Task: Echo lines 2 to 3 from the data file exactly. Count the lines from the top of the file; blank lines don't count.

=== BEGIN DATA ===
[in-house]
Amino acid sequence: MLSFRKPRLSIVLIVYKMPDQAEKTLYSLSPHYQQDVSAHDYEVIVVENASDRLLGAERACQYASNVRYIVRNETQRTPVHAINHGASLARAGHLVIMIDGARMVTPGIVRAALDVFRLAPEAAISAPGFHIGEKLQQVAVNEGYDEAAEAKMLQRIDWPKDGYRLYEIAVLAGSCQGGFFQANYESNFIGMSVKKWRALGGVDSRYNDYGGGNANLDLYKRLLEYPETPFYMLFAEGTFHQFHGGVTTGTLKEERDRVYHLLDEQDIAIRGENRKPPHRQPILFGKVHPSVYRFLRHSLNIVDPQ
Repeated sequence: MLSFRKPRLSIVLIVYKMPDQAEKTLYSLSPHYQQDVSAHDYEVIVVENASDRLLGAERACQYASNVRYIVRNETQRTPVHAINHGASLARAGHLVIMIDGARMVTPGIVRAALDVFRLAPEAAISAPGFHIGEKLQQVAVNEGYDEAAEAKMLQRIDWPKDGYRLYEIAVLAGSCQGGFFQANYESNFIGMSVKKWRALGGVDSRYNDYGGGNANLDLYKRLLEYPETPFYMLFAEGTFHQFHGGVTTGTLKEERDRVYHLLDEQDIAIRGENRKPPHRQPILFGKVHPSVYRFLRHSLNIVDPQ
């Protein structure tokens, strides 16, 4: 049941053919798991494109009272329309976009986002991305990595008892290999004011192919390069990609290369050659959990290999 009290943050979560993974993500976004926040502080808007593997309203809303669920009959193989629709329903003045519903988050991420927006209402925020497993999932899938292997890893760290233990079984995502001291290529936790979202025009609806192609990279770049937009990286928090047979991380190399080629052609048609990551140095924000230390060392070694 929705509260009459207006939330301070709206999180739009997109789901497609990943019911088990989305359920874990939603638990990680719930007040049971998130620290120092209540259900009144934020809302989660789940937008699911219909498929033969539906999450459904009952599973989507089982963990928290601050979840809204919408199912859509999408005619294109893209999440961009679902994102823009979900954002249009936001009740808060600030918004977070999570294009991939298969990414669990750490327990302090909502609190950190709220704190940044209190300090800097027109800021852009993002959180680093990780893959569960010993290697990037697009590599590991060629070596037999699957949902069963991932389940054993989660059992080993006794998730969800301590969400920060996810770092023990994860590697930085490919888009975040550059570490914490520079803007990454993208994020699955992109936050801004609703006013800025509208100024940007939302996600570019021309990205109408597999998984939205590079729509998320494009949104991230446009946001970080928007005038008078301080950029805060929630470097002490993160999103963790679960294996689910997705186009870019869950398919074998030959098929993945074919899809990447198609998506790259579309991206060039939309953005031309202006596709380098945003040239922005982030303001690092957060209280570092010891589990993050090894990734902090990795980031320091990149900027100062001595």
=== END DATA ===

Amino acid sequence: MLSFRKPRLSIVLIVYKMPDQAEKTLYSLSPHYQQDVSAHDYEVIVVENASDRLLGAERACQYASNVRYIVRNETQRTPVHAINHGASLARAGHLVIMIDGARMVTPGIVRAALDVFRLAPEAAISAPGFHIGEKLQQVAVNEGYDEAAEAKMLQRIDWPKDGYRLYEIAVLAGSCQGGFFQANYESNFIGMSVKKWRALGGVDSRYNDYGGGNANLDLYKRLLEYPETPFYMLFAEGTFHQFHGGVTTGTLKEERDRVYHLLDEQDIAIRGENRKPPHRQPILFGKVHPSVYRFLRHSLNIVDPQ
Repeated sequence: MLSFRKPRLSIVLIVYKMPDQAEKTLYSLSPHYQQDVSAHDYEVIVVENASDRLLGAERACQYASNVRYIVRNETQRTPVHAINHGASLARAGHLVIMIDGARMVTPGIVRAALDVFRLAPEAAISAPGFHIGEKLQQVAVNEGYDEAAEAKMLQRIDWPKDGYRLYEIAVLAGSCQGGFFQANYESNFIGMSVKKWRALGGVDSRYNDYGGGNANLDLYKRLLEYPETPFYMLFAEGTFHQFHGGVTTGTLKEERDRVYHLLDEQDIAIRGENRKPPHRQPILFGKVHPSVYRFLRHSLNIVDPQ